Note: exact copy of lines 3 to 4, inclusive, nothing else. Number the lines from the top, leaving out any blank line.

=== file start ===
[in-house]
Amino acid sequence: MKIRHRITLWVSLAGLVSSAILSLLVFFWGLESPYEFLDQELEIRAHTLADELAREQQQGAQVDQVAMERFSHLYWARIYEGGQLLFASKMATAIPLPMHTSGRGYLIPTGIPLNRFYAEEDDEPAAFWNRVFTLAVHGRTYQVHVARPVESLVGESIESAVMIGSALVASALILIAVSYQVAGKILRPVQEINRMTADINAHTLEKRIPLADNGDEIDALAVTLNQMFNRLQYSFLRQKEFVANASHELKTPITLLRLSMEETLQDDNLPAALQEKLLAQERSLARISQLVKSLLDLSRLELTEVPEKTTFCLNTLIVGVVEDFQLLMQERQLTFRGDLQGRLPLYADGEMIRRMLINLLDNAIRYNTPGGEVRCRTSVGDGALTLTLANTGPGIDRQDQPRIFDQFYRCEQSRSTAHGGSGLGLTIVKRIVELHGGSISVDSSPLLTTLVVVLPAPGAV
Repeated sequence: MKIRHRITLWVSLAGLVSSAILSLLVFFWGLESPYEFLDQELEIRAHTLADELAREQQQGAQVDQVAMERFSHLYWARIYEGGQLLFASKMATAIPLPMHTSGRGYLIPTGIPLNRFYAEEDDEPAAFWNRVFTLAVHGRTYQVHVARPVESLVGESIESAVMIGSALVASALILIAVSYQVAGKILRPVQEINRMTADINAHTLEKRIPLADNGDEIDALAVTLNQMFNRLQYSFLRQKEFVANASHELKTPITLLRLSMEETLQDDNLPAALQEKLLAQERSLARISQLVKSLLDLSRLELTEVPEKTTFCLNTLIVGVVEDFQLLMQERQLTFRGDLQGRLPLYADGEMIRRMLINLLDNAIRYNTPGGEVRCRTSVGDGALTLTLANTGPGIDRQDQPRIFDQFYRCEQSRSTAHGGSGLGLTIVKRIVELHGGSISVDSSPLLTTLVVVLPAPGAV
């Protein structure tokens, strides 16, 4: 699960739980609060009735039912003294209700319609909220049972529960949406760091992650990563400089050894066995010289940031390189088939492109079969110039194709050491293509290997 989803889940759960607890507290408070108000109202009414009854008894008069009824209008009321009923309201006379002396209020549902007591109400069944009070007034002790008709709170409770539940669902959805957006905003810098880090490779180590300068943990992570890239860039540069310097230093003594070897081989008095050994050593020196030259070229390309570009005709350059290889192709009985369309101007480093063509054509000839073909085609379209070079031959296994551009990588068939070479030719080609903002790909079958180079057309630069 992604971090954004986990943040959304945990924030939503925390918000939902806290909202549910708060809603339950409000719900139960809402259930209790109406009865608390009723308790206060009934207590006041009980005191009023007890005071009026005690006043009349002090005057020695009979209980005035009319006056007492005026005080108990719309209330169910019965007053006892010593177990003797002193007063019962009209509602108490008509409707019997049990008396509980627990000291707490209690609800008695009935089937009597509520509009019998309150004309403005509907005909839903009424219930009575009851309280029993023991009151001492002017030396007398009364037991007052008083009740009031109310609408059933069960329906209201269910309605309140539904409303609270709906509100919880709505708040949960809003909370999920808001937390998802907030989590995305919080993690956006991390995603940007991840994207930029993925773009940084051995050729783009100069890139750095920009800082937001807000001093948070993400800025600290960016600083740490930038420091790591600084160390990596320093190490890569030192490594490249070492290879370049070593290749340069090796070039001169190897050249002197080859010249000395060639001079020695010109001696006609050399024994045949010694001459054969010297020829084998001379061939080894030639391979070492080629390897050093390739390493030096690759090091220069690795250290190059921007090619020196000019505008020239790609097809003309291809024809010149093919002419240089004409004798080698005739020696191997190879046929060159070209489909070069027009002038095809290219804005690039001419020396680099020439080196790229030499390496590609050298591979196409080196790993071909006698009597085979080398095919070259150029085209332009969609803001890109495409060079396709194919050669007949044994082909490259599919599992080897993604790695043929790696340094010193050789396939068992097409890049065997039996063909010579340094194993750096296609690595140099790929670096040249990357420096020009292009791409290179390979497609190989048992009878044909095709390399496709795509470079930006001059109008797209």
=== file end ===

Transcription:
Repeated sequence: MKIRHRITLWVSLAGLVSSAILSLLVFFWGLESPYEFLDQELEIRAHTLADELAREQQQGAQVDQVAMERFSHLYWARIYEGGQLLFASKMATAIPLPMHTSGRGYLIPTGIPLNRFYAEEDDEPAAFWNRVFTLAVHGRTYQVHVARPVESLVGESIESAVMIGSALVASALILIAVSYQVAGKILRPVQEINRMTADINAHTLEKRIPLADNGDEIDALAVTLNQMFNRLQYSFLRQKEFVANASHELKTPITLLRLSMEETLQDDNLPAALQEKLLAQERSLARISQLVKSLLDLSRLELTEVPEKTTFCLNTLIVGVVEDFQLLMQERQLTFRGDLQGRLPLYADGEMIRRMLINLLDNAIRYNTPGGEVRCRTSVGDGALTLTLANTGPGIDRQDQPRIFDQFYRCEQSRSTAHGGSGLGLTIVKRIVELHGGSISVDSSPLLTTLVVVLPAPGAV
């Protein structure tokens, strides 16, 4: 699960739980609060009735039912003294209700319609909220049972529960949406760091992650990563400089050894066995010289940031390189088939492109079969110039194709050491293509290997 989803889940759960607890507290408070108000109202009414009854008894008069009824209008009321009923309201006379002396209020549902007591109400069944009070007034002790008709709170409770539940669902959805957006905003810098880090490779180590300068943990992570890239860039540069310097230093003594070897081989008095050994050593020196030259070229390309570009005709350059290889192709009985369309101007480093063509054509000839073909085609379209070079031959296994551009990588068939070479030719080609903002790909079958180079057309630069 992604971090954004986990943040959304945990924030939503925390918000939902806290909202549910708060809603339950409000719900139960809402259930209790109406009865608390009723308790206060009934207590006041009980005191009023007890005071009026005690006043009349002090005057020695009979209980005035009319006056007492005026005080108990719309209330169910019965007053006892010593177990003797002193007063019962009209509602108490008509409707019997049990008396509980627990000291707490209690609800008695009935089937009597509520509009019998309150004309403005509907005909839903009424219930009575009851309280029993023991009151001492002017030396007398009364037991007052008083009740009031109310609408059933069960329906209201269910309605309140539904409303609270709906509100919880709505708040949960809003909370999920808001937390998802907030989590995305919080993690956006991390995603940007991840994207930029993925773009940084051995050729783009100069890139750095920009800082937001807000001093948070993400800025600290960016600083740490930038420091790591600084160390990596320093190490890569030192490594490249070492290879370049070593290749340069090796070039001169190897050249002197080859010249000395060639001079020695010109001696006609050399024994045949010694001459054969010297020829084998001379061939080894030639391979070492080629390897050093390739390493030096690759090091220069690795250290190059921007090619020196000019505008020239790609097809003309291809024809010149093919002419240089004409004798080698005739020696191997190879046929060159070209489909070069027009002038095809290219804005690039001419020396680099020439080196790229030499390496590609050298591979196409080196790993071909006698009597085979080398095919070259150029085209332009969609803001890109495409060079396709194919050669007949044994082909490259599919599992080897993604790695043929790696340094010193050789396939068992097409890049065997039996063909010579340094194993750096296609690595140099790929670096040249990357420096020009292009791409290179390979497609190989048992009878044909095709390399496709795509470079930006001059109008797209």